By the time Di Natale mounted the rostrum at the Lowy Institute, this passage had been removed entirely.
Over the past 12 months, the US and its allies, including Australia, have ramped-up their campaign against China over longstanding territorial disputes in the South China Sea. Last week, the US military conducted its third “freedom of navigation” incursion into Chinese-claimed territory in the Sea, provoking the Chinese military to scramble jet fighters and deploy warships.
A report released by the Pentagon this week made clear that the US is planning to escalate its military forays into Chinese territory, in a bid to provoke even more bellicose responses from the Chinese military. This reckless policy has the full backing of both the Liberal-Nationals and the Labor Party.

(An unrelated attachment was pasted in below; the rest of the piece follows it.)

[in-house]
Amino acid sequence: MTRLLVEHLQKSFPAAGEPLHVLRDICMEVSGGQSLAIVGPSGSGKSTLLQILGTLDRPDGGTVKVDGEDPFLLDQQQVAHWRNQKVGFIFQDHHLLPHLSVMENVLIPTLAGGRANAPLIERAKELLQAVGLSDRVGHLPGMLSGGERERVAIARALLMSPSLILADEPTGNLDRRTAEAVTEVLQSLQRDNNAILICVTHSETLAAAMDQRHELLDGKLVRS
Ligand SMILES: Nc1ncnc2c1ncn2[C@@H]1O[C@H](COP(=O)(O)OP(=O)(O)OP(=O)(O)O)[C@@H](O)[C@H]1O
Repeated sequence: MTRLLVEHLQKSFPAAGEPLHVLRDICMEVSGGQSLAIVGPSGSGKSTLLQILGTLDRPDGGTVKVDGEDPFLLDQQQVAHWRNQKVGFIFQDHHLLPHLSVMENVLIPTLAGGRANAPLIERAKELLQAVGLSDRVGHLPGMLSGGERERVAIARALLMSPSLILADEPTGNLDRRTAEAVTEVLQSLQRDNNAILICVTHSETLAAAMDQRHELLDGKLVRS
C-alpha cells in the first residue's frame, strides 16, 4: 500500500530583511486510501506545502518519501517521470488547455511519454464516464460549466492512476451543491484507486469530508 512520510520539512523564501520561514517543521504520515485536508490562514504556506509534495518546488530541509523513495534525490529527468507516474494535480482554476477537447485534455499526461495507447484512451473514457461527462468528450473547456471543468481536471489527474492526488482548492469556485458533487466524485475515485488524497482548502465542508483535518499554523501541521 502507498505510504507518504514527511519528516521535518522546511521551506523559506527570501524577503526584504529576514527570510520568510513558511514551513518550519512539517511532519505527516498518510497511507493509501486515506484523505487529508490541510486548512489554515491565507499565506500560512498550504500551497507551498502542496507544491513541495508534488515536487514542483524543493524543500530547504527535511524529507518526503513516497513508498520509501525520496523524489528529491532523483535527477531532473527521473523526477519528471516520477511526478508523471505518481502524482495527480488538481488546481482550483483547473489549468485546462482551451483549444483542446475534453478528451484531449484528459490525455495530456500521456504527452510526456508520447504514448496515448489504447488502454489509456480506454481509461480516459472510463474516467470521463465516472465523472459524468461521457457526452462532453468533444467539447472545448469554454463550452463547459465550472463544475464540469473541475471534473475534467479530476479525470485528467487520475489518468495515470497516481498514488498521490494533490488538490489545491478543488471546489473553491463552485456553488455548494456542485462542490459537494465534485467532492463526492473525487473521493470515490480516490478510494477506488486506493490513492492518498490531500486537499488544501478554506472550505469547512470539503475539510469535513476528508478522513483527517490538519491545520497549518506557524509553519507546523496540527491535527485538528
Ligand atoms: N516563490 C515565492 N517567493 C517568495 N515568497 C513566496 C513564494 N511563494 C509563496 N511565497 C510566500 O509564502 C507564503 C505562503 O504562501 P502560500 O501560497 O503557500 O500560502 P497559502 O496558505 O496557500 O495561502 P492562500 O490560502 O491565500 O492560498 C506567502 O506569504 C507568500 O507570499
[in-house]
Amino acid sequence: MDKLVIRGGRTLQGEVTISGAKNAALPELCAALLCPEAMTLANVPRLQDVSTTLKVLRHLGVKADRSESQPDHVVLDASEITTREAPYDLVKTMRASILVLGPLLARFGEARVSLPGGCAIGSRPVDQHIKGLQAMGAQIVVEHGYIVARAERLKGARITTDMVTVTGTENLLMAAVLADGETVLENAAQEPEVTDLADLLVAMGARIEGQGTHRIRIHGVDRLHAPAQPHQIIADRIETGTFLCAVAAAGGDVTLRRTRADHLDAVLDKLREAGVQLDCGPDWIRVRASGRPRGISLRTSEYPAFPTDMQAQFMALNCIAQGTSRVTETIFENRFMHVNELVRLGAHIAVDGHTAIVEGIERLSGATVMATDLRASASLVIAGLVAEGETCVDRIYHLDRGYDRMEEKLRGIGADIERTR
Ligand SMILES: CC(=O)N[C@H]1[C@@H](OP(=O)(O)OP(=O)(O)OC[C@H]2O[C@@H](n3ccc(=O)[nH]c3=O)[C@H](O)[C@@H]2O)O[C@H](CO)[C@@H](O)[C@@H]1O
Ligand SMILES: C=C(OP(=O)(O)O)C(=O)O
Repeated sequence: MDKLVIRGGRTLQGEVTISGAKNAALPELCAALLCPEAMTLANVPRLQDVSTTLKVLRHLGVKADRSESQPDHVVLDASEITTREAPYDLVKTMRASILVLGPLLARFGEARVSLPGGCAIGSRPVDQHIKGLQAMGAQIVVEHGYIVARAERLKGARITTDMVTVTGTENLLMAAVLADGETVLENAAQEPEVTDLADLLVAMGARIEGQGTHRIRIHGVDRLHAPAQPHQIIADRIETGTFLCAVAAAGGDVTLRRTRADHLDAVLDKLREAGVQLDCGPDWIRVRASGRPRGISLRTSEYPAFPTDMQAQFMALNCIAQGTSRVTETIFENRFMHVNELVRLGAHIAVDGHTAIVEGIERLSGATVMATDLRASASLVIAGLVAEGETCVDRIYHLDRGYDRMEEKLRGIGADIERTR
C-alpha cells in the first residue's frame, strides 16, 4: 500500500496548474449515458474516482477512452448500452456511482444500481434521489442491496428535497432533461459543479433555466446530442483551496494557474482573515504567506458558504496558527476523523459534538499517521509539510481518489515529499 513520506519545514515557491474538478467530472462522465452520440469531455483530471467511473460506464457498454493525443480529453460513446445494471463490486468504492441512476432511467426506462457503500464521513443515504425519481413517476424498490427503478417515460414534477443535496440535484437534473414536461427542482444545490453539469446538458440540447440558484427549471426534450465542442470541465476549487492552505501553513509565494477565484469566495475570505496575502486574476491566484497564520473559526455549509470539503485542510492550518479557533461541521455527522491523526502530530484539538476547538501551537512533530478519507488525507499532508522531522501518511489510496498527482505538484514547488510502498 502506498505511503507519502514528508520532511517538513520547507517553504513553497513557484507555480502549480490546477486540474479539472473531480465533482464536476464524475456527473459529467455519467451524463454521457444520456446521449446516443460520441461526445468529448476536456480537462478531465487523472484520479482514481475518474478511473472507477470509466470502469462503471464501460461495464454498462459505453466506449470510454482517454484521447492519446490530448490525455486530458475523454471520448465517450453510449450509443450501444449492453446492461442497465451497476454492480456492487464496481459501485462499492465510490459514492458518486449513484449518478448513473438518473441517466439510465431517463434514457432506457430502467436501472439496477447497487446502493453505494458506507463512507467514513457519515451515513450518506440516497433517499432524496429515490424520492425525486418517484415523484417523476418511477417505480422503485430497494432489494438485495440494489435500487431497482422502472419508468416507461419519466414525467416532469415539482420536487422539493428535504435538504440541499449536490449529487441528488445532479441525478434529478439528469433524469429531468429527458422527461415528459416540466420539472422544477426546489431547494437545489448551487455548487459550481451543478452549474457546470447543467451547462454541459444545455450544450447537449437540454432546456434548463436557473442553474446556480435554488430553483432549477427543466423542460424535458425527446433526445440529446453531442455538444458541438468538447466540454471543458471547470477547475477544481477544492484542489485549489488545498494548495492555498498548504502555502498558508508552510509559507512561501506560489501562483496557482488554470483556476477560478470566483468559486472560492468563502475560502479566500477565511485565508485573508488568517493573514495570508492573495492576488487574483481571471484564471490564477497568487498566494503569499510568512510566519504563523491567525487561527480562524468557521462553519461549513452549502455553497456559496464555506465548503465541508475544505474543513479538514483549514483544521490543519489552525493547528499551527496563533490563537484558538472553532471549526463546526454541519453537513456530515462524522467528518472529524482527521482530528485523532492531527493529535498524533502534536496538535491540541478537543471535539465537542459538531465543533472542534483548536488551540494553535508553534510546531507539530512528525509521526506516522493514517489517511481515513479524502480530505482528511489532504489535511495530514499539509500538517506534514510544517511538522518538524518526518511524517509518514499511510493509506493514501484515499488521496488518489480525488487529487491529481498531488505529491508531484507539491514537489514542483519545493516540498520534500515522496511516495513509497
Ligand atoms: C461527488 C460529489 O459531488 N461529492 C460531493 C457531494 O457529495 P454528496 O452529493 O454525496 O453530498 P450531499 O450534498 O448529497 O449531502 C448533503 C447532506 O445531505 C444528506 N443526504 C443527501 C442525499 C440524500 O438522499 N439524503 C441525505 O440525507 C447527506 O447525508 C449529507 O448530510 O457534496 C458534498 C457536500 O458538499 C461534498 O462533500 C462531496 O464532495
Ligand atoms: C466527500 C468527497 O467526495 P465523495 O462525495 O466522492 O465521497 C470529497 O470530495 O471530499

The Coalition government of Malcolm Turnbull has repeatedly declared its support for the US provocations and indicated that it asserts the right of Australia to conduct its own “freedom of navigation” operations. The Labor Party has been even more aggressive, with shadow defence minister Stephen Conroy denouncing Turnbull for not immediately ordering Australian warships and aircraft into Chinese-claimed territory.
Di Natale’s silence is a signal that the Greens will not speak out as the war dangers grow in the South China Sea and will not oppose direct Australian intervention into the conflict.